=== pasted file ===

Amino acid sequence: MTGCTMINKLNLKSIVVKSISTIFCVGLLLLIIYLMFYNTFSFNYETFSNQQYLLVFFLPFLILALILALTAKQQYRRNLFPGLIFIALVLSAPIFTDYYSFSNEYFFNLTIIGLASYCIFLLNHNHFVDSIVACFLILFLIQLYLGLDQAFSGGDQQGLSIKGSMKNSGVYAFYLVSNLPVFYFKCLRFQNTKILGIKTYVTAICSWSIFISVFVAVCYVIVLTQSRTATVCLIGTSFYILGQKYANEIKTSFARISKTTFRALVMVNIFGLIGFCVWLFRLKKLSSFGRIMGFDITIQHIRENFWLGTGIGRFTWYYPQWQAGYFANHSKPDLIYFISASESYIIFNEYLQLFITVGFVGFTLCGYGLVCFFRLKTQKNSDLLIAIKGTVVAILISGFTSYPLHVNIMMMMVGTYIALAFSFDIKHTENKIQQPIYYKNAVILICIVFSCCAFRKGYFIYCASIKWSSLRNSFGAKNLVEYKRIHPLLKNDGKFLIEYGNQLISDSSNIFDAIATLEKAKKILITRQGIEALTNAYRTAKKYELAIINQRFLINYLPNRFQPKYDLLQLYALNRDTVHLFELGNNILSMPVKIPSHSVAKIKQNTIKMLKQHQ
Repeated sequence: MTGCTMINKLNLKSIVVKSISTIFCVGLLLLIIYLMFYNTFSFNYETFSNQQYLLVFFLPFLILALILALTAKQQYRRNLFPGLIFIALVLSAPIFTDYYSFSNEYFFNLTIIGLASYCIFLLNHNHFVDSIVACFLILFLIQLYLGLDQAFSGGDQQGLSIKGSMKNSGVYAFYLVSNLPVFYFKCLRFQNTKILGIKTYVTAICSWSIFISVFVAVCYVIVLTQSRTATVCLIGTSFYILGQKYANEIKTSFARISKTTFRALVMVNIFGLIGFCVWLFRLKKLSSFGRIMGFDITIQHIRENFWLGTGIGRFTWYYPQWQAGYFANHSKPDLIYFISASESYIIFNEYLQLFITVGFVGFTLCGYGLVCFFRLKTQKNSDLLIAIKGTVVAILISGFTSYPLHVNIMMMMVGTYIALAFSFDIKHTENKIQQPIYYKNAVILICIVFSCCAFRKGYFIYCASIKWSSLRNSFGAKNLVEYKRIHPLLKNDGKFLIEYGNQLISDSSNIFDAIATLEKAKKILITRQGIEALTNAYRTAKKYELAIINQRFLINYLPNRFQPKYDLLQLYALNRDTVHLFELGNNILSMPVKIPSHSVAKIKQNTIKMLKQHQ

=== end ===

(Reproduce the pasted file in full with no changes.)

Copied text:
Amino acid sequence: MTGCTMINKLNLKSIVVKSISTIFCVGLLLLIIYLMFYNTFSFNYETFSNQQYLLVFFLPFLILALILALTAKQQYRRNLFPGLIFIALVLSAPIFTDYYSFSNEYFFNLTIIGLASYCIFLLNHNHFVDSIVACFLILFLIQLYLGLDQAFSGGDQQGLSIKGSMKNSGVYAFYLVSNLPVFYFKCLRFQNTKILGIKTYVTAICSWSIFISVFVAVCYVIVLTQSRTATVCLIGTSFYILGQKYANEIKTSFARISKTTFRALVMVNIFGLIGFCVWLFRLKKLSSFGRIMGFDITIQHIRENFWLGTGIGRFTWYYPQWQAGYFANHSKPDLIYFISASESYIIFNEYLQLFITVGFVGFTLCGYGLVCFFRLKTQKNSDLLIAIKGTVVAILISGFTSYPLHVNIMMMMVGTYIALAFSFDIKHTENKIQQPIYYKNAVILICIVFSCCAFRKGYFIYCASIKWSSLRNSFGAKNLVEYKRIHPLLKNDGKFLIEYGNQLISDSSNIFDAIATLEKAKKILITRQGIEALTNAYRTAKKYELAIINQRFLINYLPNRFQPKYDLLQLYALNRDTVHLFELGNNILSMPVKIPSHSVAKIKQNTIKMLKQHQ
Repeated sequence: MTGCTMINKLNLKSIVVKSISTIFCVGLLLLIIYLMFYNTFSFNYETFSNQQYLLVFFLPFLILALILALTAKQQYRRNLFPGLIFIALVLSAPIFTDYYSFSNEYFFNLTIIGLASYCIFLLNHNHFVDSIVACFLILFLIQLYLGLDQAFSGGDQQGLSIKGSMKNSGVYAFYLVSNLPVFYFKCLRFQNTKILGIKTYVTAICSWSIFISVFVAVCYVIVLTQSRTATVCLIGTSFYILGQKYANEIKTSFARISKTTFRALVMVNIFGLIGFCVWLFRLKKLSSFGRIMGFDITIQHIRENFWLGTGIGRFTWYYPQWQAGYFANHSKPDLIYFISASESYIIFNEYLQLFITVGFVGFTLCGYGLVCFFRLKTQKNSDLLIAIKGTVVAILISGFTSYPLHVNIMMMMVGTYIALAFSFDIKHTENKIQQPIYYKNAVILICIVFSCCAFRKGYFIYCASIKWSSLRNSFGAKNLVEYKRIHPLLKNDGKFLIEYGNQLISDSSNIFDAIATLEKAKKILITRQGIEALTNAYRTAKKYELAIINQRFLINYLPNRFQPKYDLLQLYALNRDTVHLFELGNNILSMPVKIPSHSVAKIKQNTIKMLKQHQ